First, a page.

ENGL 231
Literature of the Sea Spring 2019 Division I; Writing-Intensive; Cross-listed as MAST231 / ENGL231 Also offered Fall 2018

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Taking advantage of our maritime museum, coastal setting, and three field seminars, we study canonical and lesser-known novelists, short-story writers, dramatists, and poets who set their works in the watery world, often in the exact places where we travel as a class. We read, for example–depending on fall or spring semester–Ernest Hemingway when sailing on the Straits of Florida, John Steinbeck when exploring Cannery Row on Monterey Bay, and Mark Twain on a steamboat on the Mississippi. We read Kate Chopin on the sands of the Gulf of Mexico, Rudyard Kipling out on Georges Bank, and Herman Melville’s masterpiece Moby-Dick aboard Mystic Seaport’s historic whaleship, the Charles W. Morgan, a vessel nearly identical to the vessel he climbed aboard at age twenty-one. In the classroom we examine these works through a mixture of lecture, small-group discussion, and writing. To further appreciation and analysis, this interdisciplinary course uses students’ emerging knowledge of maritime history and marine science.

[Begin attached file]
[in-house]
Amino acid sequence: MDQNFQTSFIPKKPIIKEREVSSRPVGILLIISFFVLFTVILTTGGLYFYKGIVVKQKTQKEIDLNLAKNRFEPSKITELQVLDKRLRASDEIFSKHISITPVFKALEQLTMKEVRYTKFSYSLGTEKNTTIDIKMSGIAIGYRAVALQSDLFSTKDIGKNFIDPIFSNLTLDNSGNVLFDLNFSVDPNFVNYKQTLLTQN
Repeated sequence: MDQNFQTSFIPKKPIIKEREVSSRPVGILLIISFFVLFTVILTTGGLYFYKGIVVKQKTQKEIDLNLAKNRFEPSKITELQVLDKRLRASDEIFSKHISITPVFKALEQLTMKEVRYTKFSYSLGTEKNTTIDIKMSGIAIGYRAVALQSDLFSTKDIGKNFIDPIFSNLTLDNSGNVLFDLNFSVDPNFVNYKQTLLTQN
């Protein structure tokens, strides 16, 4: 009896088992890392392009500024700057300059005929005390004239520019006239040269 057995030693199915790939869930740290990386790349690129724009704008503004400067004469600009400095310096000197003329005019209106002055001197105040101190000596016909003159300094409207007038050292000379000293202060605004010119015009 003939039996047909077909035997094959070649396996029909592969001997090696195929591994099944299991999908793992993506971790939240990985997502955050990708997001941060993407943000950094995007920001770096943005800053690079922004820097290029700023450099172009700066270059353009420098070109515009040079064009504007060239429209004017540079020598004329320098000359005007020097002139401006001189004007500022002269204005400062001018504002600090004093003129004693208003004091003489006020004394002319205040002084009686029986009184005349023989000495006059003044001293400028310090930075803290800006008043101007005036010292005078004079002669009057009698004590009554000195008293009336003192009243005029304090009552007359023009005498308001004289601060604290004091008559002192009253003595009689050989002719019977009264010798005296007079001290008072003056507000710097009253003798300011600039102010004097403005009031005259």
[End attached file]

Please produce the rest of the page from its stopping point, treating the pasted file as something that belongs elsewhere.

The Class: Type: small group tutorials with weekly lectures, including coastal and near-shore field trips and ten days at sea
Requirements/Evaluation: regular papers, class participation, journal-writing, and a final paper
Extra Info: offered only at Mystic Seaport
Extra Info 2: may not be taken on a pass/fail basis; not available for the fifth course option
Distributions: Division I; Writing-Intensive;
Attributes: AMST Arts in Context Electives; ENVI Humanities, Arts + Social Science Electives;

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